Friday, June 26, 2009


We've been told we can either learn from the past,
or we'll be doomed to repeat it. I've spent six years studying and writing about the War of 1812, whose bicentennial is fast-approaching, and sadly, I think the similarities between then and now are eerie.

Sadly, freedom frequently leads to complacency. We are not passengers on the good ship America, we are the deck hands and the ensigns at the helm. We forget that sometimes. So did they in 1812.

Consider this:

Prejudice, poverty, religious intolerance and immigration concerns weaken our social fiber.

Trade imbalances threaten the economy.

American citizens are targeted and kidnapped off ships and on foreign soil.

The government is so near bankruptcy that improvements to infrastructure are put on hold.

Terror comes to our own shores.

The citizenry rallies and is willing to fight to defend the land, but infighting so fractures our leadership, and the budget is so strapped, that our forces are under-supplied and funded. The result? They are as vulnerable as drops of water on a hot skillet.

Some states sense the depth of the problems in the federal government and they whisper about secession rather than fight to correct Washington's course.

One charismatic leader assures everyone that "all is well" and the voice of reason is silenced.

Our capital is attacked.

And the Constitution--that beautiful, living Constitution is assailed, ignored and sorely tested. It hangs by a thread.

What year am I referring to? 1812? 2009? Both? . . . That's why the story needs to be told.

I'm up to my elbows in final revisions on Dawn's Early Light, book three of my historical fiction series, Free Men and Dreamers, right now. This book is going to be phenomenal! It will surprise and inspire you.

These are the days that tested the mettle of the next generation--they that inherited the democracy from the Founding Fathers. They are the days that prepared America to become the cradle of the Restoration.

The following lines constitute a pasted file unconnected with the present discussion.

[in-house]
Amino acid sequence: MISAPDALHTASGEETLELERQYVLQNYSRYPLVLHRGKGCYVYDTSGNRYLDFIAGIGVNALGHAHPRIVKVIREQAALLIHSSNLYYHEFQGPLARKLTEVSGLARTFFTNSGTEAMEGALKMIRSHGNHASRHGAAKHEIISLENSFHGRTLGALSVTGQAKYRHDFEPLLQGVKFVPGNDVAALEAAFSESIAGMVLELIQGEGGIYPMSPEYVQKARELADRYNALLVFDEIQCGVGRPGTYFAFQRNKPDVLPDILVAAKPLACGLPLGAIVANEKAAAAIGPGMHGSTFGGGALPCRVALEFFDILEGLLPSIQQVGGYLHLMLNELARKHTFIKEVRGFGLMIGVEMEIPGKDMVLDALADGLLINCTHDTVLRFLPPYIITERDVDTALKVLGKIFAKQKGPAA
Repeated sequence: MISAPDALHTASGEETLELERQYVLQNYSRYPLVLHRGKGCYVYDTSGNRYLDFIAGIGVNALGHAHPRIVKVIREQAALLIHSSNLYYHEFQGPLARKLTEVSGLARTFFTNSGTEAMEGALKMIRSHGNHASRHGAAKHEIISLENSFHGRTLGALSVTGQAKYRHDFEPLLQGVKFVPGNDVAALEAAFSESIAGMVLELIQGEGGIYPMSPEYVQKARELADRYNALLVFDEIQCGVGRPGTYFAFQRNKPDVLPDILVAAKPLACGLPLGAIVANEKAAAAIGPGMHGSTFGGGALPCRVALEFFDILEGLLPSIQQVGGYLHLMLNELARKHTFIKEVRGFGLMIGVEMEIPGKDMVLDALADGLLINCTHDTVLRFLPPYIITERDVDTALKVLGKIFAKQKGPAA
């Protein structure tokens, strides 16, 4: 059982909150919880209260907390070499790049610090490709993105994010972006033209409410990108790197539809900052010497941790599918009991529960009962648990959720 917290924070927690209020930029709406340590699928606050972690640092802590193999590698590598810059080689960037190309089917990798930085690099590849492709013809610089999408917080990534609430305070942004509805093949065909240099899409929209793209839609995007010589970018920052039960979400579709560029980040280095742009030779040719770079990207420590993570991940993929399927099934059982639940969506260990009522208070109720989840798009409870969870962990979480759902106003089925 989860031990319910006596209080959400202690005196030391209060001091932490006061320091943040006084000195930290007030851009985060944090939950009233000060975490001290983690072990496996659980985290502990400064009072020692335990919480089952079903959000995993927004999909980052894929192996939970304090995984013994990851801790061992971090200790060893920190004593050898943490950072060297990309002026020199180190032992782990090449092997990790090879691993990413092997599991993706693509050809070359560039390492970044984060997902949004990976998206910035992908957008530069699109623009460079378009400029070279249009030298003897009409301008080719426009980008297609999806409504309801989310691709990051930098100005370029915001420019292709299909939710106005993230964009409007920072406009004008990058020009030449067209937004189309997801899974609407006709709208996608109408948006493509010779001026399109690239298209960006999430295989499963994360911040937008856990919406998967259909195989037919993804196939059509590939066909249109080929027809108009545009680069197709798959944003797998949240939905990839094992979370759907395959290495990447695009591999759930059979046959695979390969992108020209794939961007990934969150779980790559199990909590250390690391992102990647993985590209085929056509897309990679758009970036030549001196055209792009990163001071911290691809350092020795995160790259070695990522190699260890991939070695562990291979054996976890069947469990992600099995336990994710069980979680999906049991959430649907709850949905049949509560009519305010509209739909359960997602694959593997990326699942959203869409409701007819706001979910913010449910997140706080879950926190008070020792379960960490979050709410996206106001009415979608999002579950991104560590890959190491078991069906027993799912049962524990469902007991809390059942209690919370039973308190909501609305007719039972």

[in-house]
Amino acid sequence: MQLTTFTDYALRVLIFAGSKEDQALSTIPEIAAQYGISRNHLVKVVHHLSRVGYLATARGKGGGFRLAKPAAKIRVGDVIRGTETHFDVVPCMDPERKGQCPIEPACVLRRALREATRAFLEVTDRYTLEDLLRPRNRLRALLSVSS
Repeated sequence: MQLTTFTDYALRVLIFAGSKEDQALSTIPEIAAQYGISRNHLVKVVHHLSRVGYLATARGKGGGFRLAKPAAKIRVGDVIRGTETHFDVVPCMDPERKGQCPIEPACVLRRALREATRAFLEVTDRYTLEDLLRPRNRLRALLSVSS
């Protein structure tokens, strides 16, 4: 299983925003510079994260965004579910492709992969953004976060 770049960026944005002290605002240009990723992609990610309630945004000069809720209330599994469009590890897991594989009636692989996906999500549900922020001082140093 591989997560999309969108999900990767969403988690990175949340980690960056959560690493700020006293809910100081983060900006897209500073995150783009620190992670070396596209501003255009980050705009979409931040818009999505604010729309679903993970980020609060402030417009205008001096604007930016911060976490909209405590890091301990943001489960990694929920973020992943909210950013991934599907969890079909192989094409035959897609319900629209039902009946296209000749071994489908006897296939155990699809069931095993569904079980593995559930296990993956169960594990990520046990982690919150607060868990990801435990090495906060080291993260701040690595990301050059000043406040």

This was a unique generation, the first to be American-born. From them would come political leaders like John Quincy Adams and Andrew Jackson who would define this nation's policies for the next fifty years.

They were the generation whose circumstances produced great inventors like Eli Whitney, and great religionists like Joseph Smith.

These issues of their day were grievous, testing the government and defining what it meant to be an American.

These were the days of America's emergence on the world stage, the tipping point of the slavery issue, and the birth of America's love affair with the red-white-and blue.

That's why I began this series. To remind everyone how important events surrounding that neglected, forgotten, maligned war were to us as Americans, and how remarkable that generation was to the world.

Most of us have no idea. I didn't until I began digging.

I've visited most of the cities discussed in the series; climbed around forts, existing and in ruins; met with curators; interviewed historians; read a million books, (well, maybe not quite a million, but I've got bookcases filled with old, dusty books now).

Most exciting were my searches through American historical treasures through the Library of Congress, which I'll be detailing in one of my "God-Bless-America-Monday" posts. I combed through the Congressional records of the inquiries into the war. Fascinating . . . I've read James Madison, James Monroe, Joshua Barney, and the British Admirals' depositions in their own words. You can too! And I've spent hours perusing Dolley Madison's personal correspondence, reading her thoughts, her words as she watched her husband's presidency falter, and her nation's capital burn. Your heart will burn as well.

I'll be posting weekly excerpts of Dawn's Early Light beginning next week. In the meantime, please visit my web site and read excerpts of books one and two, DARK SKY AT DAWN and TWILIGHT'S LAST GLEAMING.

So please join me on this journey.



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